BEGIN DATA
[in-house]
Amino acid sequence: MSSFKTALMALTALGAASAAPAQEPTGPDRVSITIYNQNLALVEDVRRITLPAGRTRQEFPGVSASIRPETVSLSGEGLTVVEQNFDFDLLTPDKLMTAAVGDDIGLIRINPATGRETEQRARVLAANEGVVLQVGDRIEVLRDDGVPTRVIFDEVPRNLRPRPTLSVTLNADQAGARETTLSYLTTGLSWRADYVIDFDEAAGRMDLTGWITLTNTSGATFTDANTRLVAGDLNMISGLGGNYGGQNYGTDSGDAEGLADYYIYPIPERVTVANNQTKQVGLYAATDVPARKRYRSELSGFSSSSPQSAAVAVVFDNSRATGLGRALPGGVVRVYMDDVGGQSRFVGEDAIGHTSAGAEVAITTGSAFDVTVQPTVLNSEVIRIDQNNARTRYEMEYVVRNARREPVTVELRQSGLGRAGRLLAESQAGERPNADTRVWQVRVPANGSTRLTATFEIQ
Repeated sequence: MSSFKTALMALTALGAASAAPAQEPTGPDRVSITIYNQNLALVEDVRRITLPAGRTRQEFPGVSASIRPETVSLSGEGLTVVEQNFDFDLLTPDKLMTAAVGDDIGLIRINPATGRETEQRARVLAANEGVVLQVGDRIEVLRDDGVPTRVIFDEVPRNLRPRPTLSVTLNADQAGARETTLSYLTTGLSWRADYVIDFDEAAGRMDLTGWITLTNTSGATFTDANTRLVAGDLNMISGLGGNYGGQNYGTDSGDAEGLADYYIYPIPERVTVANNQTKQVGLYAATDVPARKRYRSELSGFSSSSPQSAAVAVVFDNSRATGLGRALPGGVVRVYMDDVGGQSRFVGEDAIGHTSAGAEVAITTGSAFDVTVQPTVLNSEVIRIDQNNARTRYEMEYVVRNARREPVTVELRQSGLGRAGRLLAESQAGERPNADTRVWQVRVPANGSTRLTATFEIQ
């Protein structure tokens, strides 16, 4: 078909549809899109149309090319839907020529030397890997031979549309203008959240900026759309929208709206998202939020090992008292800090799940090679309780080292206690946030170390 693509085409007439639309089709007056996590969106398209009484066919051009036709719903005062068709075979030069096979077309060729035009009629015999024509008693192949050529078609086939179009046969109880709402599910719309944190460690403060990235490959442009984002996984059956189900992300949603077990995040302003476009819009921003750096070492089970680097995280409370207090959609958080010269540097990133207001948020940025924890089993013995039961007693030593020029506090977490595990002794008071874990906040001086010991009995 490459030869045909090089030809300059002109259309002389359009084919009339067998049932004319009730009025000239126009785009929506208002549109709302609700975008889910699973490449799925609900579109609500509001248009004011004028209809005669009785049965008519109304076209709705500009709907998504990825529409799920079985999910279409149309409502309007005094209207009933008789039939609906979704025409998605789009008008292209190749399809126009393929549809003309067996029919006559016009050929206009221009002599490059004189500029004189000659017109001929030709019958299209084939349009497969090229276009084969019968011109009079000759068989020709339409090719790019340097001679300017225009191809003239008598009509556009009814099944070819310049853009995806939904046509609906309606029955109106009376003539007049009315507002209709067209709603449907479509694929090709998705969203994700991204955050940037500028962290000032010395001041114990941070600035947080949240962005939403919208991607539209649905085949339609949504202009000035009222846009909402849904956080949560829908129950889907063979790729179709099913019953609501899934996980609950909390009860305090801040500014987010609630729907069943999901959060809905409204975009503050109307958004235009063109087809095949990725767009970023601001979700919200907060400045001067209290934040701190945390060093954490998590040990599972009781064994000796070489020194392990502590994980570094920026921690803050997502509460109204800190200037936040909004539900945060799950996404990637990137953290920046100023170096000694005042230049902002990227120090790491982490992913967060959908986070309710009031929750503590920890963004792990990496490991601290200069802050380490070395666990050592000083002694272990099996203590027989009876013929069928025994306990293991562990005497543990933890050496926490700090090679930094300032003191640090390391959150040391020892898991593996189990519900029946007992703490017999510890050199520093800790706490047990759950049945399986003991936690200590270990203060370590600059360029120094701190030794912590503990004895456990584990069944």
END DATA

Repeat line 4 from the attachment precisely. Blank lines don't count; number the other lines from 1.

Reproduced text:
């Protein structure tokens, strides 16, 4: 078909549809899109149309090319839907020529030397890997031979549309203008959240900026759309929208709206998202939020090992008292800090799940090679309780080292206690946030170390 693509085409007439639309089709007056996590969106398209009484066919051009036709719903005062068709075979030069096979077309060729035009009629015999024509008693192949050529078609086939179009046969109880709402599910719309944190460690403060990235490959442009984002996984059956189900992300949603077990995040302003476009819009921003750096070492089970680097995280409370207090959609958080010269540097990133207001948020940025924890089993013995039961007693030593020029506090977490595990002794008071874990906040001086010991009995 490459030869045909090089030809300059002109259309002389359009084919009339067998049932004319009730009025000239126009785009929506208002549109709302609700975008889910699973490449799925609900579109609500509001248009004011004028209809005669009785049965008519109304076209709705500009709907998504990825529409799920079985999910279409149309409502309007005094209207009933008789039939609906979704025409998605789009008008292209190749399809126009393929549809003309067996029919006559016009050929206009221009002599490059004189500029004189000659017109001929030709019958299209084939349009497969090229276009084969019968011109009079000759068989020709339409090719790019340097001679300017225009191809003239008598009509556009009814099944070819310049853009995806939904046509609906309606029955109106009376003539007049009315507002209709067209709603449907479509694929090709998705969203994700991204955050940037500028962290000032010395001041114990941070600035947080949240962005939403919208991607539209649905085949339609949504202009000035009222846009909402849904956080949560829908129950889907063979790729179709099913019953609501899934996980609950909390009860305090801040500014987010609630729907069943999901959060809905409204975009503050109307958004235009063109087809095949990725767009970023601001979700919200907060400045001067209290934040701190945390060093954490998590040990599972009781064994000796070489020194392990502590994980570094920026921690803050997502509460109204800190200037936040909004539900945060799950996404990637990137953290920046100023170096000694005042230049902002990227120090790491982490992913967060959908986070309710009031929750503590920890963004792990990496490991601290200069802050380490070395666990050592000083002694272990099996203590027989009876013929069928025994306990293991562990005497543990933890050496926490700090090679930094300032003191640090390391959150040391020892898991593996189990519900029946007992703490017999510890050199520093800790706490047990759950049945399986003991936690200590270990203060370590600059360029120094701190030794912590503990004895456990584990069944």